Data from the Longitudinal Observation and Intervention Study (LOIS) were used to examine the relationship between early HOME scores (which measure parental responsivity, acceptance, involvement, provision of toys, variety of stimulation, and organization) in relation to cognitive scores of children at 1, 3, 4 1/2, and 11 years of age. Partial correlations were run methodically to tease out the potential contributions of earlier and later HOME scores to the children's intellective and language functioning. The latter was assessed with the Illinois Test of Psycholinguistic Abilities. No difference in mean level of home stimulation for males or females was found, but there were differences in HOME scores as a function of race, SES, and family configuration. There is substantial relationship between HOME measures in first year of life and children's IQ scores at 3 and 4 1/2 years. The correlations were stronger for white than for blacks. School performance at age 11 was linked to contemporaneous HOME scores, and thus to children's accumulating experiences more than to their early home experiences or their developmental status per se.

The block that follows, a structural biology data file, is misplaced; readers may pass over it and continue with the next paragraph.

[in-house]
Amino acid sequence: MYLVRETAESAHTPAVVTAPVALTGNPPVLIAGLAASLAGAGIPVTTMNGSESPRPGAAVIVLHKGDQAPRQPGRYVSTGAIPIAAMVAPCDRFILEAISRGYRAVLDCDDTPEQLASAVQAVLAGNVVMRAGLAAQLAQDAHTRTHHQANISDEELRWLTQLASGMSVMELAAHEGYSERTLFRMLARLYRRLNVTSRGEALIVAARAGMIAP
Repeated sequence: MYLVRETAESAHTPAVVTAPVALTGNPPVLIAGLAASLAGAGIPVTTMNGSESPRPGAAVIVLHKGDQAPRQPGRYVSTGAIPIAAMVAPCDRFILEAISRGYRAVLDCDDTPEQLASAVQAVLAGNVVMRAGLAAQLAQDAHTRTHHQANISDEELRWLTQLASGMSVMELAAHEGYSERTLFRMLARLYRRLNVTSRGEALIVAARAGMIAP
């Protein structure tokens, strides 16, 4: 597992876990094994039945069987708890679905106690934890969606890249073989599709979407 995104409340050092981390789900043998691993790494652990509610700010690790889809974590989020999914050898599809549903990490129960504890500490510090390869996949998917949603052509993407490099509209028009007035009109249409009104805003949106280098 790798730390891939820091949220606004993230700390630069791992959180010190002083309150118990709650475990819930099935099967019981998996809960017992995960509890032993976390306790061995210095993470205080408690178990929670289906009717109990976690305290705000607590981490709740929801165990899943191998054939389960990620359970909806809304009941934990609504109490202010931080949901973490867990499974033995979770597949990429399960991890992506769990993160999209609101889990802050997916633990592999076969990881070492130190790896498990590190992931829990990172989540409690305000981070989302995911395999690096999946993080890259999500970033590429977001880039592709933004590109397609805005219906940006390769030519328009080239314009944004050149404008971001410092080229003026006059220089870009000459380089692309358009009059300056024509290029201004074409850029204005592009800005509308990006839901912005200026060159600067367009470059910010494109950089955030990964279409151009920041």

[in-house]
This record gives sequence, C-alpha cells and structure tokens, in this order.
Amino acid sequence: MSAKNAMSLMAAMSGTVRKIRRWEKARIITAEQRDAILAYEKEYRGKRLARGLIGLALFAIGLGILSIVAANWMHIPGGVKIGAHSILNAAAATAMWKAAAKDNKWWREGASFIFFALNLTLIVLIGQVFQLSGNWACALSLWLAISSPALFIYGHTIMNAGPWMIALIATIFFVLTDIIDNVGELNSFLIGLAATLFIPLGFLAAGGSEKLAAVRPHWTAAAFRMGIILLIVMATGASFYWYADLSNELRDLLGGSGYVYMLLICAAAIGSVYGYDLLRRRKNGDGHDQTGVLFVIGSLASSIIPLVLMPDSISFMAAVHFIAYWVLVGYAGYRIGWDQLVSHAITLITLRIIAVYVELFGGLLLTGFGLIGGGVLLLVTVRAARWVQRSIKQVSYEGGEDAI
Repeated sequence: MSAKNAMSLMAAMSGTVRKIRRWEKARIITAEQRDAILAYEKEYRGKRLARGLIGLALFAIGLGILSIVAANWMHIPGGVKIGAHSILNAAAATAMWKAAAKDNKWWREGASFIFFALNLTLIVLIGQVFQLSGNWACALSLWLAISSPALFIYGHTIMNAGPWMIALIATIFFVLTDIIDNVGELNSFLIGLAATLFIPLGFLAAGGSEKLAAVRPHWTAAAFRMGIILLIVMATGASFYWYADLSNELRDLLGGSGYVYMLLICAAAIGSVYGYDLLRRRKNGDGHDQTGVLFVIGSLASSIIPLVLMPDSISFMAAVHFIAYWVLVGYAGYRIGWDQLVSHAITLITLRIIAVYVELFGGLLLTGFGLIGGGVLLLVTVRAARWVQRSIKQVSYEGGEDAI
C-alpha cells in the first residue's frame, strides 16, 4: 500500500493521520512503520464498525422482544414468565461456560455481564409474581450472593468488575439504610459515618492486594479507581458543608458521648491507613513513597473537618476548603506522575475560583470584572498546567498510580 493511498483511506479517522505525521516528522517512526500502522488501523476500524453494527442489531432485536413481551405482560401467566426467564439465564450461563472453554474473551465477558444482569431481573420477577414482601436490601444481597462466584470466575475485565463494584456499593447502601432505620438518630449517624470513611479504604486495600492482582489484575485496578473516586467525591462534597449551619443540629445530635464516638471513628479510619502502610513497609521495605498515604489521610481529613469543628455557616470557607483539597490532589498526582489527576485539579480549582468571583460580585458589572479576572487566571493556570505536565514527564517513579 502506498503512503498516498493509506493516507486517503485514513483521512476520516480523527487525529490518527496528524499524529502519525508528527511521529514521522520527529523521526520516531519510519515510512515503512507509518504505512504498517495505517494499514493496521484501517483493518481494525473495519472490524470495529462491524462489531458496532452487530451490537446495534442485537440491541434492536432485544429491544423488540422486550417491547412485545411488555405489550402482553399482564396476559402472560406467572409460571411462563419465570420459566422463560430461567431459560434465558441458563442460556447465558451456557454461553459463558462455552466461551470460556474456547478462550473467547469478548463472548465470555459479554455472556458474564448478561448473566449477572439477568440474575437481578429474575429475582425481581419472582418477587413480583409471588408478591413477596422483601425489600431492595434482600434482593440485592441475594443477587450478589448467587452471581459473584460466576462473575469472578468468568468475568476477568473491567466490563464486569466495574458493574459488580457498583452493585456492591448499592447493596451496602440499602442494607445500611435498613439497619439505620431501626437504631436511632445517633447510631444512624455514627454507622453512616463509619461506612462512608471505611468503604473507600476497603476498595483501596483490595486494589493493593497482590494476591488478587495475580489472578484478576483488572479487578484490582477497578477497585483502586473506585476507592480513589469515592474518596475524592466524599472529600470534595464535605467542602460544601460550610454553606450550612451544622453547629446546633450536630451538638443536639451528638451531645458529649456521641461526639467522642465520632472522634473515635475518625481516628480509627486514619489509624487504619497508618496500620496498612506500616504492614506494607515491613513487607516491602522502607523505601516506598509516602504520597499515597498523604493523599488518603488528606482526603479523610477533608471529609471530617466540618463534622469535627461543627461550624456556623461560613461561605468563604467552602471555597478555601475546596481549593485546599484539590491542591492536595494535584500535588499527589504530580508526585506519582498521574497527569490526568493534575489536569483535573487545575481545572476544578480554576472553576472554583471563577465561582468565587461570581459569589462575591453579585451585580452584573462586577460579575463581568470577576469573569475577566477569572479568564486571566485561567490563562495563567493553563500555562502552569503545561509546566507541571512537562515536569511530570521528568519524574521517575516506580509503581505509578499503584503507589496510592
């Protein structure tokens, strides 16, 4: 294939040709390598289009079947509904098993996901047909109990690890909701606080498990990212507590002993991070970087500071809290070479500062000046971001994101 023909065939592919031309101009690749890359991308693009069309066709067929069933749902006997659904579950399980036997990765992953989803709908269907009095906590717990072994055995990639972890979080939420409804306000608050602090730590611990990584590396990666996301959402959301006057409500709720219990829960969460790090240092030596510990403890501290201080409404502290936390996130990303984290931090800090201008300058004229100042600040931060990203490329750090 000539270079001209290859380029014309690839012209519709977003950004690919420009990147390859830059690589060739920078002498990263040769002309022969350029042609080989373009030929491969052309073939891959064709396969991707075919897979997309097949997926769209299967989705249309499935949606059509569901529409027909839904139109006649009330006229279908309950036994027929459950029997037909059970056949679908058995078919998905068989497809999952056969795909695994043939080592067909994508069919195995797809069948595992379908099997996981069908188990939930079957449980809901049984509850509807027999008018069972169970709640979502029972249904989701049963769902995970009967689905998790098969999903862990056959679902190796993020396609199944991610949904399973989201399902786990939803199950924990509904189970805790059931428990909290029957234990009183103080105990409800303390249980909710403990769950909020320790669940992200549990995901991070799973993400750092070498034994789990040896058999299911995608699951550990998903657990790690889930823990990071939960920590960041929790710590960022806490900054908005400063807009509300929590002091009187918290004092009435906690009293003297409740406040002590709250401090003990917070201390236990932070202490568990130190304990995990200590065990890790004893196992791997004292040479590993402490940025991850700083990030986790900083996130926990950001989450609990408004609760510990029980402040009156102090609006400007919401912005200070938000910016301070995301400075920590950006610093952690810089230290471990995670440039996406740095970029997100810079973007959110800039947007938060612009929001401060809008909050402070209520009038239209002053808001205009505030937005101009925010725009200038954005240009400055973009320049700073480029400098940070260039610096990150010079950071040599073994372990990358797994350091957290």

ASJC Scopus subject areas
- Social Psychology
- Developmental and Educational Psychology